The House With Old Furniture is a story of love, loss and betrayal – where no-one can be trusted to tell the full story, and nothing is as it seems. One son dead and the other grieving, Evie is banished to Wales, her world falling apart. She survives in part due to the presence of the mysterious Alys and her son Nye, who reminds Evie of her own lost boy.

OK so I copied the blurb, but the hardest thing, I have found about this writing malarkey, is having to define and summarise the tens of thousands of words you have just spent years scribbling. I think it’s a must read, because even though I have read it now about seven times, at least, maybe eight or nine, I still get lost in the tale, it still grips me even though I know the ending!

 What was the inspiration behind The House With Old Furniture

I literally stumbled upon the inspiration for this story shortly after my family moved to Pembrokeshire twelve years ago. Whilst on a walk with our two boys in the woods that surround our home, we discovered the remains of a cottage. If we’d been in a hurry, and I hadn’t got my boot stuck in the stream, we would have completely missed it. Only parts of three walls remained, ferns, moss and ivy rendered most of it invisible and at some point a huge tree had fallen straight through the middle of it finishing off most of what was left. It took a bit of imagination to picture a cottage amongst the undergrowth, almost like staring at one of those coloured dot pictures trying to find the hidden image. Whilst the boys waited for me to free my boot, they scrambled over the ruins of the little house unearthing all kinds of everyday treasures: the rusty end of a bedstead, a rotten milk churn, and old bottles to name but a few.

You couldn’t help but feel that you were trespassing in someone’s home, although the building was barely recognisable as such the sense of what it must have been like to live there was so strong in my mind. I felt I could hear the last inhabitants crunching through the dead leaves towards us. It was as if some fragment of their being had evaporated into the air around us and become a part of the place, ingrained, like the scent of wild garlic, in the very trees around us.

As we all walked back home through the woods I knew there was a story to be told about that little cottage. So in some down time – broadband down time – telephone wire down time, you know what it can be like living in rural Welsh Wales! I began stitching together this tale, creating the characters that live in it, Jesse, Finn, Andrew and Evie. I wanted my characters to unpick the mystery within The House With Old Furniture for the reader, and decided to introduce an old journal that would slowly unlock the secrets. Bizarrely the idea for the journal came from a very old and decrepit cookery book that once belonged to my Nan – ‘The Diary Book of Home Cookery’. When Nan died, Grandpa, determined to remain independent and ‘carry on’, treated it a bit like a bible. And somehow I have now inherited it. It’s full of his notes, scribbled all over the printed recipes, on how things should really be cooked and it’s packed with his own concoctions jotted down on the backs of old yellowing receipts and envelopes. I love it. It’s a real treasure of mine even though the spine has fallen and most of the photos have turned blue and green. And I’m thrilled that some of Grandpa has made it into the novel, I used his actual hand-written recipes for bread and dumplings as backgrounds on the chapter divider pages. I can hear him chuckling about that!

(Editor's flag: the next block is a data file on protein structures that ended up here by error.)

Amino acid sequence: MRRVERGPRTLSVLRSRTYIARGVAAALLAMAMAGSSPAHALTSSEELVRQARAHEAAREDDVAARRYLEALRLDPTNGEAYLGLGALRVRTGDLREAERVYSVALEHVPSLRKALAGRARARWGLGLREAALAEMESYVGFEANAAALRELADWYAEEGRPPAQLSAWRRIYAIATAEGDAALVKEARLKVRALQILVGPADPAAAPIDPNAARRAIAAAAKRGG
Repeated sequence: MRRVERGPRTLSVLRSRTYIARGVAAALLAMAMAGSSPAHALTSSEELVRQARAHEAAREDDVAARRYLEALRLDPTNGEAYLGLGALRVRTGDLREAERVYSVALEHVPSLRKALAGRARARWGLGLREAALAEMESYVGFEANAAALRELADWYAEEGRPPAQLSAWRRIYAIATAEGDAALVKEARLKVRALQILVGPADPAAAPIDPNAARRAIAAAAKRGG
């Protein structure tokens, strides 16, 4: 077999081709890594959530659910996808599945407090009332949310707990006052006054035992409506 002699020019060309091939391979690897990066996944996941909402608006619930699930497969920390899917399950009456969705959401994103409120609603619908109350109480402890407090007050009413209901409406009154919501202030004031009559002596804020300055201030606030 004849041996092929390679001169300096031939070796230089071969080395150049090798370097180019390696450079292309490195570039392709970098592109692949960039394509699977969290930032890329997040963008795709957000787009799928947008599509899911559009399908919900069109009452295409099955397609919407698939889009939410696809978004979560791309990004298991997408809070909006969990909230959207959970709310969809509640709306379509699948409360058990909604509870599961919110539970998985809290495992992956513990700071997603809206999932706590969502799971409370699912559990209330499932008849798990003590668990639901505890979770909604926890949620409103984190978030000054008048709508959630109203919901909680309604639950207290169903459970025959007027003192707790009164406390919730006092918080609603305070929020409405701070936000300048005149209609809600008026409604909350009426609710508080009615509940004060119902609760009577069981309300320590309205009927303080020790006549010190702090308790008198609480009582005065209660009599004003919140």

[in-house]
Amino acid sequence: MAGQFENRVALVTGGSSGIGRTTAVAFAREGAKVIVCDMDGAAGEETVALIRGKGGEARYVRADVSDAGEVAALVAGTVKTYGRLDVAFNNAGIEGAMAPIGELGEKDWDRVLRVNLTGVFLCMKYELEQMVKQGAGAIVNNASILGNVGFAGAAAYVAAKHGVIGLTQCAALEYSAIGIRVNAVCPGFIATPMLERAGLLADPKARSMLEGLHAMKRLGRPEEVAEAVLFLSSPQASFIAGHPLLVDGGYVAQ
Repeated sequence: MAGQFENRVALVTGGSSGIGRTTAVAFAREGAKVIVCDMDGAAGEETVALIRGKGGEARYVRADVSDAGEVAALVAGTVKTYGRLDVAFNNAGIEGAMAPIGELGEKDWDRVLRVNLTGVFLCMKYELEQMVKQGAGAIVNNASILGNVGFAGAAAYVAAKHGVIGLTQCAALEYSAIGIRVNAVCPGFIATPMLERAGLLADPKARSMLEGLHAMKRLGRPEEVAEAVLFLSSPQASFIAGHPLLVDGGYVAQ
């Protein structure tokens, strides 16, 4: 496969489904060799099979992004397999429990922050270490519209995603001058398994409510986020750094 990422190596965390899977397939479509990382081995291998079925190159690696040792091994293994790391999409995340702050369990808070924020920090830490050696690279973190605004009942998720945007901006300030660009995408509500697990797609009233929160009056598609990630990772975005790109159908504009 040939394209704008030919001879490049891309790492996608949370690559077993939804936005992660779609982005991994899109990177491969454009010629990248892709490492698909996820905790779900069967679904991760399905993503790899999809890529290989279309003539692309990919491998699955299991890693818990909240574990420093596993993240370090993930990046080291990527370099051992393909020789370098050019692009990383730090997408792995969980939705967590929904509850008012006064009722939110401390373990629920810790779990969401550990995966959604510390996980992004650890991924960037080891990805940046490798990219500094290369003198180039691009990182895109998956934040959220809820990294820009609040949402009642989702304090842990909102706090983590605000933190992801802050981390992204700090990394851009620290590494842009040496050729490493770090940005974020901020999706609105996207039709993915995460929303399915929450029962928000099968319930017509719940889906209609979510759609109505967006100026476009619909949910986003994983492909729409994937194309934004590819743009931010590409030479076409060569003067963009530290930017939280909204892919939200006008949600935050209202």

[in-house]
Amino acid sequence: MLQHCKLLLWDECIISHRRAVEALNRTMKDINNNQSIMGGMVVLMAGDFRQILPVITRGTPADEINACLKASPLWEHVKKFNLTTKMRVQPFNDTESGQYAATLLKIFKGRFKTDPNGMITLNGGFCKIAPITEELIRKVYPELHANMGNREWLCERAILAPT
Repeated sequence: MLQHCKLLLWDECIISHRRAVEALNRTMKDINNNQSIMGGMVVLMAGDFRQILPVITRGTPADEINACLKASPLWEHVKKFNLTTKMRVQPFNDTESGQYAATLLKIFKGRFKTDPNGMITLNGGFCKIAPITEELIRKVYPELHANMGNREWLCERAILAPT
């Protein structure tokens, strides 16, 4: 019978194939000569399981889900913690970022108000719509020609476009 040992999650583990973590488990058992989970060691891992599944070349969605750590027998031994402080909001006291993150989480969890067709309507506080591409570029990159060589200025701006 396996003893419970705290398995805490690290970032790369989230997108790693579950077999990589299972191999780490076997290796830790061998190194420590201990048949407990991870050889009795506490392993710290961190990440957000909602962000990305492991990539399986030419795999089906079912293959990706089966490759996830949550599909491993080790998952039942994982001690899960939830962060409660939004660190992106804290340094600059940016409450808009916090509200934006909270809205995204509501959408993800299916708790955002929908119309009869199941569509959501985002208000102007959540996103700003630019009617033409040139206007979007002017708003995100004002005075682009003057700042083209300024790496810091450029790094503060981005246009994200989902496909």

How long did it take you to write it?

Forever! Five, very long years.

Do you hear from your readers much? What kinds of things do they say?

I have heard from some of them, and it’s been lovely. I love the questions I’ve been asked, it’s made me look at the book in different ways. I still find it surprising that people are actually reading something that I have written.

Do you have any hidden or uncommon talents?

Absolutely none. Sorry. I fully intended to be a ballerina until the age of 16, I had about six lessons a week and taught as well, unfortunately it wasn’t to be. But that is hardly an uncommon talent.

What would you say is your interesting writing quirk?

I couldn’t come up with an answer to this question so I (stupidly) asked my husband and teenage sons who just happened to be sat around the kitchen table where I am doing this. So unhelpfully they came up with “You can’t spell.” Thank you husband. “You’re not very good, ha ha.” Thank you teenager two. And “I don’t know what a quirk is.” Brilliant teenager one (who’s not actually a teenager now, but still behaves like one). I haven’t really answered that have I?

Hahaha… families!!

What do you like to do when you’re not writing?

Run, as far and as much as I can, I’m addicted. Also started open water swimming which is the most awesome, relaxing, stress busting thing invented for humans to do.

What is the most amusing thing that has ever happened to you? Not particularly to do with your writing

Again I deferred to the same male audience mentioned above, and according to the teenagers the funniest thing I ever did was whilst eating chips at the New Inn Amroth, I tried to put sauce on them and, you’ve guessed it already, the lid flew off covering everything in sauce. If I remember rightly, I found that more annoying than hilarious, which I mentioned to the teenagers. “That’s the point,” they said, “No sense of humour.”

Note to self: never ask your family about the most amusing thing that’s happened to you…it’ll normally the most amusing thing they think happened to you!